LVNs/LPNs being phased out?!

  1. 4 Is anyone else tired of hearing about this as I am? I am so tired of someone saying, "why are you going to LVN school, when they are phasing them out?"
  2. Visit  Mainergal2000 profile page

    About Mainergal2000

    Joined Aug '13; Posts: 208; Likes: 72.

    38 Comments so far...

  3. Visit  Jay_LPN profile page
    4
    Here's a good article by TheCommuter.

    The 6th paragraph should answer your question.
    foxystar, BrandonLPN, pnaypie, and 1 other like this.
  4. Visit  Mainergal2000 profile page
    0
    Thanks Jay. I know that they are in some states, Texas where they do not work in hospitals much anymore. But honestly I really think they never will. I just get annoyed because you always here it here. Just go RN is what I am always told. Well I am happy as of right now going to school for LVN. In AR they work in hospitals and all that I have seen them do is give medications and change meds on the IV's.
  5. Visit  beachy2013 profile page
    1
    I thought seriously about attending LPN school and had even found one I wanted to attend. You may not have as many job opportunities as there once were, or you may have to move for a job. If you're excited about it do it and don't look back!
    sedmaiden likes this.
  6. Visit  JC1130 profile page
    0
    i live in FL and am about to complete my LPN program and take the NCLEX-PN. LPN in FL are becoming more respected each day and are actually starting to replace RN's in some facilities. I'm sure this is r/t the fact that an LPN with Phlem/IV therapy has a scope very simulare to that of an RN, with a slightly smaller salary.
  7. Visit  SWM2009 profile page
    4
    The other day I had an acquaintance say to me "good luck with that" in a snide snotty tone after I replied that I was not worried about finding a job as a LPN. This was in response to her "LPNs are being phased out and can't work at hospitals", you know the usual spiel many of us have heard numerous times. I always wonder when someone is saying all this to me, knowing I am already in a LPN program, what do they expect? That I will be ever so grateful to them for pointing out my terrible mistake and quit the program because OMG LPNs are being phased out? That I'll accept their doom and gloom because they are some sort of expert? Please.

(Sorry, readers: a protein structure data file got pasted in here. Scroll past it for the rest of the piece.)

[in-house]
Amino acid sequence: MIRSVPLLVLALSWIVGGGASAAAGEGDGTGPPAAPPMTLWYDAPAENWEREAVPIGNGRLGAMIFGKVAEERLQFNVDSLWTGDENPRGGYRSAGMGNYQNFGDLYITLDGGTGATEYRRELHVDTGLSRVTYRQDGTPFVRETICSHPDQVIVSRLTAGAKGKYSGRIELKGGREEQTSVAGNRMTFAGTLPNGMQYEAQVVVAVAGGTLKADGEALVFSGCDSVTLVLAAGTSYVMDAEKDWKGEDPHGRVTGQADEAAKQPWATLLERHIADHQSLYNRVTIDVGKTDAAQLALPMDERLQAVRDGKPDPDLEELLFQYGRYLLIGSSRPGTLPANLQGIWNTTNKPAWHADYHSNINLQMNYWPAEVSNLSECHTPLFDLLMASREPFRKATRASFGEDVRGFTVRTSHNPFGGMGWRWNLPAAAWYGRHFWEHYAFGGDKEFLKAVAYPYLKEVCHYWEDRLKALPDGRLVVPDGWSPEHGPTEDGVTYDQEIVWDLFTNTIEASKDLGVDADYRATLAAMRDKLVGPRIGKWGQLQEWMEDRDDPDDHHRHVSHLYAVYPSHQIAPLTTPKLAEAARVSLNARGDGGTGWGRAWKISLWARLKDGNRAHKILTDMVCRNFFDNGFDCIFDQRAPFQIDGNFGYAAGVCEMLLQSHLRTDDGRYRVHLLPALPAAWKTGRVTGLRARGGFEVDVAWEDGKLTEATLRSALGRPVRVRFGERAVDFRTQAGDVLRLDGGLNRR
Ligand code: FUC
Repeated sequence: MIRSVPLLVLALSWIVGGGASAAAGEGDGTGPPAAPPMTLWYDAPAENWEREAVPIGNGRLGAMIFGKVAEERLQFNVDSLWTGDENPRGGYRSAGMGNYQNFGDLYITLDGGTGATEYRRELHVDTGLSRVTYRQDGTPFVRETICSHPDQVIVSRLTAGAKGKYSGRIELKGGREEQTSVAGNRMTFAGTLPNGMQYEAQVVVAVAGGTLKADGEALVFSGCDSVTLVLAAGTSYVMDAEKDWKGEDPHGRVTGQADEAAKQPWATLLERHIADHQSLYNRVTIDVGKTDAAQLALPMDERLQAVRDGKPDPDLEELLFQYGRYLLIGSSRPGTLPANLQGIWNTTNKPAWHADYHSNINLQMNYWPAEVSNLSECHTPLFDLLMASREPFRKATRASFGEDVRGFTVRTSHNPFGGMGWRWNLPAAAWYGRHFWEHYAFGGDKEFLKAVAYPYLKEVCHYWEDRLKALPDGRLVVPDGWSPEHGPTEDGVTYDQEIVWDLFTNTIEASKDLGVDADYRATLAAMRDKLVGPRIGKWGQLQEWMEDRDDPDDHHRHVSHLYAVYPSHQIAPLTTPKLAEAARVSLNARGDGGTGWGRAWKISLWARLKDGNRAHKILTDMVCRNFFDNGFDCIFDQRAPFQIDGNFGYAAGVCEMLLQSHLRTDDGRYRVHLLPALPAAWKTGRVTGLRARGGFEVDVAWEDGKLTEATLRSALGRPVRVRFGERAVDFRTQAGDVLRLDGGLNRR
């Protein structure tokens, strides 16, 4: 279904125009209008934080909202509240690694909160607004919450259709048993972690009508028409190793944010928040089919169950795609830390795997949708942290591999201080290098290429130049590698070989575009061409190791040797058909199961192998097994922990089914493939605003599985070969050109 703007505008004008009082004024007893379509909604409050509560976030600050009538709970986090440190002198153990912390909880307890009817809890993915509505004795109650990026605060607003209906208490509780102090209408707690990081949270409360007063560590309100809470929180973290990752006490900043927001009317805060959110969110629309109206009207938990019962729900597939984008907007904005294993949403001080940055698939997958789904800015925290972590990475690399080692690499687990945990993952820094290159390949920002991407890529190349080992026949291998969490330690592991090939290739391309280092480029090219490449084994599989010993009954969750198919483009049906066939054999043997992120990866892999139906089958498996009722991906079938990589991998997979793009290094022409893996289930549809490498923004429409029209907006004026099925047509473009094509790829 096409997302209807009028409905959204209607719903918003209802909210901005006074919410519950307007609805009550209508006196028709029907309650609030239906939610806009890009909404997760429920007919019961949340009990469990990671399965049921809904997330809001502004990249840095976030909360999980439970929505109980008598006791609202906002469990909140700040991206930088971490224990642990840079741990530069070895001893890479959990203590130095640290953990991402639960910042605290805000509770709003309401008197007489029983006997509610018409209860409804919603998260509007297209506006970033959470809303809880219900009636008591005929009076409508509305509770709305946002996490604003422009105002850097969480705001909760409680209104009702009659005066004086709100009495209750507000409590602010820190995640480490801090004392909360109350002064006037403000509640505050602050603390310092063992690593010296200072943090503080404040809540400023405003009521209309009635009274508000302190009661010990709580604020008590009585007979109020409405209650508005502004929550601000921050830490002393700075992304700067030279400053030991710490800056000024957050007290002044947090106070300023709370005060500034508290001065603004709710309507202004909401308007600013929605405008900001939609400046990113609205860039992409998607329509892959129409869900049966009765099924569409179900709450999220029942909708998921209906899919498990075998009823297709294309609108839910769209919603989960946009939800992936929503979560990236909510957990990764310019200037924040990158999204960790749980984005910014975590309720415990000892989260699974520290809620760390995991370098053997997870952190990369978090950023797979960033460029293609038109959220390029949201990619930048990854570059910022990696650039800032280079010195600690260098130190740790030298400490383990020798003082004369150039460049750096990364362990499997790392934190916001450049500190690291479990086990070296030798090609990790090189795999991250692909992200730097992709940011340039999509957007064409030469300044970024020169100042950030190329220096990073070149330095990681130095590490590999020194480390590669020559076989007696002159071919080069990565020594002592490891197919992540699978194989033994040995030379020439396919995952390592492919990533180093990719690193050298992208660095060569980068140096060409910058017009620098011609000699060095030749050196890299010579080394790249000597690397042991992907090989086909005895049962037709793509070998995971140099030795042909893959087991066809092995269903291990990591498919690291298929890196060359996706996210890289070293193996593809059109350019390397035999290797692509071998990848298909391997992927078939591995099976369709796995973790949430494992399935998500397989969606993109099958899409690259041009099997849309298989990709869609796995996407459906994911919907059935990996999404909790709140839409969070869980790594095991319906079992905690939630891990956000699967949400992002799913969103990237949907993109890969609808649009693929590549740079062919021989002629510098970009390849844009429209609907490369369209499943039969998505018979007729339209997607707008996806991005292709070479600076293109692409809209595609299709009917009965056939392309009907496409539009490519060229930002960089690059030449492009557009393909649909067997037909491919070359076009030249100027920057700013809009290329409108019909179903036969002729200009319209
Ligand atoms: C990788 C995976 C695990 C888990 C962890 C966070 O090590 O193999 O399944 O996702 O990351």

Thing is, I am not worried about finding a job as a LPN. Many places in my area are hiring LPNs. Of course if working at a hospital ICU was my dream then clearly the LPN won't help with that in my area. However, there are other jobs to be had as a LPN. I may return to school to get my RN/BSN, but even if I don't, being a LPN is a worthy accomplishment.

    If being an LPN is what you want, then go for it and let the nay sayers wag their tongues till they turn blue and you have your license in your hands.
    Last edit by SWM2009 on Sep 2, '13 : Reason: grammar
    foxystar, lunar79, t_tkimbrough, and 1 other like this.
  8. Visit  LadyFree28 profile page
    3
    I enjoyed my options as a LPN for the seven years I worked as one: Home health Peds, facility Peds, Rehab, LTC, Medicare Chart reviews, psych, School nurse (private duty and "clinic") Specialty clinic nursing, vaccination clinic, and Independent Contract work doing skilled visits.

    The ONLY reason I went back to school and became an RN is to be specialized; I couldn't get a certification in Peds or Rehab or Trauma or Critical care...the more I researched the skill set I had and couldn't get a certification in, I knew I had to go back to school...even clinic nursing has an association, but I couldn't get a certification in that. A IV therapy certification, rather infusion nursing is specialized , and you have to be a RN to become certified; most IV therapy "certs" are "competency training". I had enough contact hours worked to become "wound certified", yet a CWOCN is the ultimate certification expertise, and is a Masters program. Although I had flexibility, I wanted MORE flexibility, so I got my BSN; much sacrifice, but worth it.

    LPNs are not going anywhere; in my area, there is a shift towards nurse-run clinics, utilizing LPNs and RNs; on the other hand, my former job just laid off all the LPNs unfortunately .

    It really depends on the area; and factors such as financial climate and how the organizations want to utilize LPNs. the only people that know what's going on in the LPN market are LPNs; sometimes your RN coworkers don't know either; unless they were LPNs, LOL.

    If one wants to take the LPN route, I still encourage people to do so...if one is going for a graduate degree and has all their pre req's I'm inclined to encourage BSN, if they can. It truly is up to the person's circumstances, and opportunities.
  9. Visit  lindseylpn profile page
    1
    Where I live (Tennessee) LPNs work in ltc, assisted living, state and residential group homes, home health, private duty, jails, the va, drs offices, shot clinics, rehab facilities, insurance companies, some factories as the employees personal nurse and even hospitals although the hospital jobs have gotten fewer over the years. I saw 2 LPN positions at hospitals in my local paper just a few weeks ago. Of all the places I've worked it's always been at least like 90% staffed by LPNs. My job right now usually only hires LPNs, we have had a few RNs in the past but, the job was listed as an LPN job and they just took a chance and applied for it. I had a friend who went LPN to BSN a few years ago and said the never had a hard time finding a job as an LPN (she was always a job hopper, do she worked at a lot of places) but, couldn't find one when she got her BSN. She didn't want to work in a hospital so, she went back to the job at a clinic she was working at as an LPN before she got her BSN. I guess it really all depends on where you live but, personally I don't see us going anywhere. If we were phased out pretty much 90% of healthcare facilities would be SOL...